The feast day of Santa Lucia is December 13. On this day, many families in Sicily make a special meal called cuccìa. ̀It is made of boiled wheat seasoned with chocolate or sweet ricotta, honey, and pieces of candied fruit.

The tradition of cooking the cuccìa has lasted for many centuries and is still alive.

Ettore Grillo author of these books:

– November 2: The Day of the Dead in Sicily

– A Hidden Sicilian History

– The Vibrations of Words

– Travels of the Mind


Every year, late in August, in Calascibetta, a town in the center of Sicily, there is the procession in honor of La Madonna della Catena (Our Lady of the Chain).

The statue of the Virgin Mary with Child Jesus, who hold a chain in their hands, is carried in procession. The women that follow it are dressed in black and bear heavy chains on their feet. Why do they drag those heavy chains?

To solve the mystery we need to go back to the year 1392. Sicily was under Spanish rule. The king was Martin the Younger and under his reign three criminals had been sentenced to death. The place of the execution was the Piazza Marina (Marina Square) in Palermo. At that time, capital punishments were carried out publicly.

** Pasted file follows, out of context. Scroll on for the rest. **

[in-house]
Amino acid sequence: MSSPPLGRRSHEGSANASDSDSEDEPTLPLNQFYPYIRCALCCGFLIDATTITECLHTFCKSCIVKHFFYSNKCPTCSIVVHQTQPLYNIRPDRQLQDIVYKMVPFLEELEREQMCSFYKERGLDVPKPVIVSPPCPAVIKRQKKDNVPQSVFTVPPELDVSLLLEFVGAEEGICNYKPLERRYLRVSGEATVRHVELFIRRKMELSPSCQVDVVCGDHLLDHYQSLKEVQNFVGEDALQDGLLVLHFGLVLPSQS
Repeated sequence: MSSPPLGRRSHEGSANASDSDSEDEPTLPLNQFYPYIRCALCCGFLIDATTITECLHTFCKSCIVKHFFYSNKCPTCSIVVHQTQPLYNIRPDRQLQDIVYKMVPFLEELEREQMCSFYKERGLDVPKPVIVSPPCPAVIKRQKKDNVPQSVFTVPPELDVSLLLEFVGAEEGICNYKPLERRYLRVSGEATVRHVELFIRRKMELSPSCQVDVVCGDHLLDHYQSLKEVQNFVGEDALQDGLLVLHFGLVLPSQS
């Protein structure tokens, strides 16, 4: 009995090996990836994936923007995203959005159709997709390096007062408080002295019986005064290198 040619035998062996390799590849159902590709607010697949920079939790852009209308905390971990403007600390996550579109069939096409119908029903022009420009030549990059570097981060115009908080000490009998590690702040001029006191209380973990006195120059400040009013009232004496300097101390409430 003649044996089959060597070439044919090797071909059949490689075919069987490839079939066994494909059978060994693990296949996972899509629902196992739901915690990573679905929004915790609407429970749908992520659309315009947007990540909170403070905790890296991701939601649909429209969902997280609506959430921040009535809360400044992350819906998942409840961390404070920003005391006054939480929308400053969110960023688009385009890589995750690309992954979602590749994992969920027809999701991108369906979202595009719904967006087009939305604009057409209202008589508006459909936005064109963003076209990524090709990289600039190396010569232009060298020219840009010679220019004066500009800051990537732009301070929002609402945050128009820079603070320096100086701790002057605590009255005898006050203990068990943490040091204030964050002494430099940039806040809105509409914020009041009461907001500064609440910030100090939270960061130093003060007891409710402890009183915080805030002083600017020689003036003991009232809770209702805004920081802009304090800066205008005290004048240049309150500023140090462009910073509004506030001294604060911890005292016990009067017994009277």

The square was crowded with people. As usual, there were also street vendors who sold carobs, licorice, and the like. When everything was ready for the execution, a violent storm broke out. People left the square and the execution was postponed to the following day.

The guards and the criminals took refuge in the church of La Madonna del Porto (Our Lady of the Port). The violence of the storm didn’t allow them to leave the place. Therefore, they chained the condemned men to the altar and waited for the storm to end.

There was an image of Our Lady above the altar. The chained men looked up at it and begged the Virgin Mary to help them. Suddenly, the chains broke, the guards fell into a deep sleep, and the doors of the church opened wide.

The criminals went out but the next day they were caught to be taken again to the scaffold. Meanwhile, the news of the miracle of the breaking of the chains had reached the ears of King Martin who granted the pardon to the three men.

From that day on the devotion to the Our Lady of the Chain is widespread in Sicily. People consider her the protector of prisoners and immigrants.

Ettore Grillo author of these books:

November 2: The Day of the Dead in Sicily

– A Hidden Sicilian History

– The Vibrations of Words

– Travels of the Mind